Delighted that my very strange novel about Greece, Greekness, and the long reach of Poseidon has been long-listed for the Anglo-Hellenic League’s Runciman Award.
Some kind things people have said about it:
Brilliantly original- a strange and elegant triumph.
Because the story of a life is the story of the lives that intersect with it, A Little Brown Sea broadens the scope of the novel to encompass the beings with which we share this planet and without which we cannot be fully ourselves. Charles Foster, working out in fiction the concerns that inform his remarkable non-fiction, combines here the curiosity of the scientist with the heart of a storyteller. I loved this aphoristic, argumentative and form-stretching novel, and hope others will let it mess with their heads.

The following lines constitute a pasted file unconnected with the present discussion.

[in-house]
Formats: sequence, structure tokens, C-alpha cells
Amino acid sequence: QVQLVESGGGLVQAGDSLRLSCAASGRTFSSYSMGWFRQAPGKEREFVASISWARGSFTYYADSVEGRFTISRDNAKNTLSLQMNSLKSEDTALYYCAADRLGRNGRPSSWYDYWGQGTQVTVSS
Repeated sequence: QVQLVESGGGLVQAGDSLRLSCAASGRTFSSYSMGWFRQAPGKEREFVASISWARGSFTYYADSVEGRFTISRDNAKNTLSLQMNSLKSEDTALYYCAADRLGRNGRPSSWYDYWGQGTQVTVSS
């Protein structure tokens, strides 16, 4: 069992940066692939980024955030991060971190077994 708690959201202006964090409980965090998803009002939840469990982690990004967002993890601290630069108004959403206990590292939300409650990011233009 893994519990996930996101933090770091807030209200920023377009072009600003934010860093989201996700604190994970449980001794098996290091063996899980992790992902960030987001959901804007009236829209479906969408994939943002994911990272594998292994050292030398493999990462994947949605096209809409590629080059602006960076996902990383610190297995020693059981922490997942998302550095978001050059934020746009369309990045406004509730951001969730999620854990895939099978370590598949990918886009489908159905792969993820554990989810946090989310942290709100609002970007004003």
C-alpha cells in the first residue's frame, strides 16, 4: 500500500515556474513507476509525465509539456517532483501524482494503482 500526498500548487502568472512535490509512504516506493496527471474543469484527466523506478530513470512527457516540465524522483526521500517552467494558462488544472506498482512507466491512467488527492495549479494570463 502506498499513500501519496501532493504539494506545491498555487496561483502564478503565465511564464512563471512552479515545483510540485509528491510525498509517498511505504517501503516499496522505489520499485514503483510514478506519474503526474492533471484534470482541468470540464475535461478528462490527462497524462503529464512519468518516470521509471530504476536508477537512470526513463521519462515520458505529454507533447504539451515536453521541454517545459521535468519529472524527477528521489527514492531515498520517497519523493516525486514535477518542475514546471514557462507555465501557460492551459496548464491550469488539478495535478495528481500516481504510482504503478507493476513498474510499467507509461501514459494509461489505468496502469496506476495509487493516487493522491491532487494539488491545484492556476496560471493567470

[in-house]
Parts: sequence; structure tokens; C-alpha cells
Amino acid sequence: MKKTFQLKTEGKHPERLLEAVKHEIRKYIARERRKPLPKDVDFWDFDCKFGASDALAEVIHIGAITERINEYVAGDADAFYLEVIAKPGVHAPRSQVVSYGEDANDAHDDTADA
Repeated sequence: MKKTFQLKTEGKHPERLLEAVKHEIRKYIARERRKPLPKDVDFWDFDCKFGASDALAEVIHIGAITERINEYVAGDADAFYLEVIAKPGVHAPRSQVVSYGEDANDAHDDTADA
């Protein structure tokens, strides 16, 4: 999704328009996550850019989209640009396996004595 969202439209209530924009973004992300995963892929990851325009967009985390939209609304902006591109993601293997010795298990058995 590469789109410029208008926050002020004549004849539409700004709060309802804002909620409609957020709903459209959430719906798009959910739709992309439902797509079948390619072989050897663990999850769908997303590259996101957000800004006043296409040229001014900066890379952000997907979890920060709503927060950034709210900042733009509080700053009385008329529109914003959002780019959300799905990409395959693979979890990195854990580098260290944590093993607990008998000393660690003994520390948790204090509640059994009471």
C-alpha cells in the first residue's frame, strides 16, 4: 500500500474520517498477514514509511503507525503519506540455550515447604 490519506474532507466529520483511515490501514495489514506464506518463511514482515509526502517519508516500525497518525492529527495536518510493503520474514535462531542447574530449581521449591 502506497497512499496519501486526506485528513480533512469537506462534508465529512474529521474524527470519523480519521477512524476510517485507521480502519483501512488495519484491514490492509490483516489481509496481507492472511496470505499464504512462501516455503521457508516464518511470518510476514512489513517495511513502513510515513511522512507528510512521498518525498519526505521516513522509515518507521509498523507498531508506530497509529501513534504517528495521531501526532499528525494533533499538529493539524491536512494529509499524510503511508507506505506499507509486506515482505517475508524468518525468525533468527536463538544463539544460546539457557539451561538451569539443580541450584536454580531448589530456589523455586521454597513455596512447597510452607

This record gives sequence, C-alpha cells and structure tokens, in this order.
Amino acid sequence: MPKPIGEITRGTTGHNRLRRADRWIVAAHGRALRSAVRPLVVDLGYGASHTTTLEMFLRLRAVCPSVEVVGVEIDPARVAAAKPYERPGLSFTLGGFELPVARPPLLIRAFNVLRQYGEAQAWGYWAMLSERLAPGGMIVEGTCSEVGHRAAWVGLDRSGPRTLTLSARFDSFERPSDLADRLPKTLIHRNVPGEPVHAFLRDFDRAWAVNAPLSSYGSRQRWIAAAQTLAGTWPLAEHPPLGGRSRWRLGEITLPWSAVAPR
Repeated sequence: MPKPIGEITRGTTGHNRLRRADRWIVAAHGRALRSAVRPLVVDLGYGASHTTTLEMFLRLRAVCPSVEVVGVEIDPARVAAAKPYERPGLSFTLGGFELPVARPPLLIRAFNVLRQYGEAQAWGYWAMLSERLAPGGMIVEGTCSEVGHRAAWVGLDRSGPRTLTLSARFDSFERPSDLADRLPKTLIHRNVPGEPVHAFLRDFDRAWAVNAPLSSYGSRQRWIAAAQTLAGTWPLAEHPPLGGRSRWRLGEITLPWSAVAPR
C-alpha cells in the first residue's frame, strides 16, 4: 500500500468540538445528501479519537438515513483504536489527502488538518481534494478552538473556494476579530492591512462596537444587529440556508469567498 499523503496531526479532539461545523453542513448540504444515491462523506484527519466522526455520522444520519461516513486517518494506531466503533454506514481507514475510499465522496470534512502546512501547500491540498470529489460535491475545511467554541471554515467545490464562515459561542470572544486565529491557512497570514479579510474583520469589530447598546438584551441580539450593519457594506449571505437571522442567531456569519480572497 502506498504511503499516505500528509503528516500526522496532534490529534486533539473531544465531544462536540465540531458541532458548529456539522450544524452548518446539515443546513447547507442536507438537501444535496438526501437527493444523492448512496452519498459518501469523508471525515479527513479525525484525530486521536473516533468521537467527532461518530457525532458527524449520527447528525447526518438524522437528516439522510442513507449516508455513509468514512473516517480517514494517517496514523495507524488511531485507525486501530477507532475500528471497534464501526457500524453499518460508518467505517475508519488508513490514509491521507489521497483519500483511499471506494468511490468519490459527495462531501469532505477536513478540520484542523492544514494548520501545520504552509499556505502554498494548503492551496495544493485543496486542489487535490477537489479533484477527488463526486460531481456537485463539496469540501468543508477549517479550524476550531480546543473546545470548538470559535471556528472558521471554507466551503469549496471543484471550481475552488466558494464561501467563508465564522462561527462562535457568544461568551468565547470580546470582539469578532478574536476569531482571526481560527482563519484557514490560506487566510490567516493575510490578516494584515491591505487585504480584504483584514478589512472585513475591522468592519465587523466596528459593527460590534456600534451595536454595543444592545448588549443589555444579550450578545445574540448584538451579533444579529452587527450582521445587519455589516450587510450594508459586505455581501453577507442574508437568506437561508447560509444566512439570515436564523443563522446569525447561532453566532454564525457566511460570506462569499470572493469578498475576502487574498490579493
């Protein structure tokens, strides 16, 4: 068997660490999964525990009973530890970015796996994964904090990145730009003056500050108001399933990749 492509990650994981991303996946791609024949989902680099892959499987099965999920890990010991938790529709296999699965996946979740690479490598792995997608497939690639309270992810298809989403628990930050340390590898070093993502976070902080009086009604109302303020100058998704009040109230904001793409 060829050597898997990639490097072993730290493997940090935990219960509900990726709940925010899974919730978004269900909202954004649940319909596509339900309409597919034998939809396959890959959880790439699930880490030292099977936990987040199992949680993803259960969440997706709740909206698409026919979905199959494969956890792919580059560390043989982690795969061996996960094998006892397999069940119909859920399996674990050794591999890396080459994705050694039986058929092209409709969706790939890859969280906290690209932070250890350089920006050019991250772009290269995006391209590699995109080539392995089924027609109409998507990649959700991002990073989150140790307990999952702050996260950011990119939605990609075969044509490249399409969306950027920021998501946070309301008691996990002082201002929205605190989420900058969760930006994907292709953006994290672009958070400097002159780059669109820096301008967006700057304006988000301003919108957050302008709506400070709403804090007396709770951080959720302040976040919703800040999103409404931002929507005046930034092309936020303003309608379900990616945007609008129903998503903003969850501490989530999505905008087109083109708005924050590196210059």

The fragmented polyphony of Charles Foster’s astonishingly ambitious and highly experimental debut novel, A Little Brown Sea, expresses the essential tohuwabohu of the human condition and provides a vehicle for the exploration of ‘ultimate questions’ of meaning and purpose, particularly in relation to the human encounter with self and the natural world. The maverick spirit and boundary-breaking hybridity of the novel reflects similar qualities in Foster’s celebrated philosophical enquiries Being a Beast and Being a Human, confirming him as one of the most singular and important—both playful and profound—voices of our time.